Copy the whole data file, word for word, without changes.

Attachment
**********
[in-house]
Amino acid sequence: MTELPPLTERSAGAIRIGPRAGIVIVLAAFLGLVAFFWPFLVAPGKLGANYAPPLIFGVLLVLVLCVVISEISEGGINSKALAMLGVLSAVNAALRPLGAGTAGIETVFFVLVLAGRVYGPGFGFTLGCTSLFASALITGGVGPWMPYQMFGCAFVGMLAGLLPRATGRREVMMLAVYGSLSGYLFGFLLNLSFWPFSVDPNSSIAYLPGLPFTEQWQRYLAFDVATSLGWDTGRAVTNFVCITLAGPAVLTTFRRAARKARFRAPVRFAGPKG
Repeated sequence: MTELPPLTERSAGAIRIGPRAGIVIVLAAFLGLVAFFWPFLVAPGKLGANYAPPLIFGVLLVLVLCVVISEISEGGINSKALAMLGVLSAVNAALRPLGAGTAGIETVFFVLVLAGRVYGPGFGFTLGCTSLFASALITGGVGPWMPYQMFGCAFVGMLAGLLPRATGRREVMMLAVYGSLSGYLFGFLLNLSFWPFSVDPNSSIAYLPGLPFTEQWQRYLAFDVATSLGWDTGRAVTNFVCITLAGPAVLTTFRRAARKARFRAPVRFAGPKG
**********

[in-house]
Amino acid sequence: MTELPPLTERSAGAIRIGPRAGIVIVLAAFLGLVAFFWPFLVAPGKLGANYAPPLIFGVLLVLVLCVVISEISEGGINSKALAMLGVLSAVNAALRPLGAGTAGIETVFFVLVLAGRVYGPGFGFTLGCTSLFASALITGGVGPWMPYQMFGCAFVGMLAGLLPRATGRREVMMLAVYGSLSGYLFGFLLNLSFWPFSVDPNSSIAYLPGLPFTEQWQRYLAFDVATSLGWDTGRAVTNFVCITLAGPAVLTTFRRAARKARFRAPVRFAGPKG
Repeated sequence: MTELPPLTERSAGAIRIGPRAGIVIVLAAFLGLVAFFWPFLVAPGKLGANYAPPLIFGVLLVLVLCVVISEISEGGINSKALAMLGVLSAVNAALRPLGAGTAGIETVFFVLVLAGRVYGPGFGFTLGCTSLFASALITGGVGPWMPYQMFGCAFVGMLAGLLPRATGRREVMMLAVYGSLSGYLFGFLLNLSFWPFSVDPNSSIAYLPGLPFTEQWQRYLAFDVATSLGWDTGRAVTNFVCITLAGPAVLTTFRRAARKARFRAPVRFAGPKG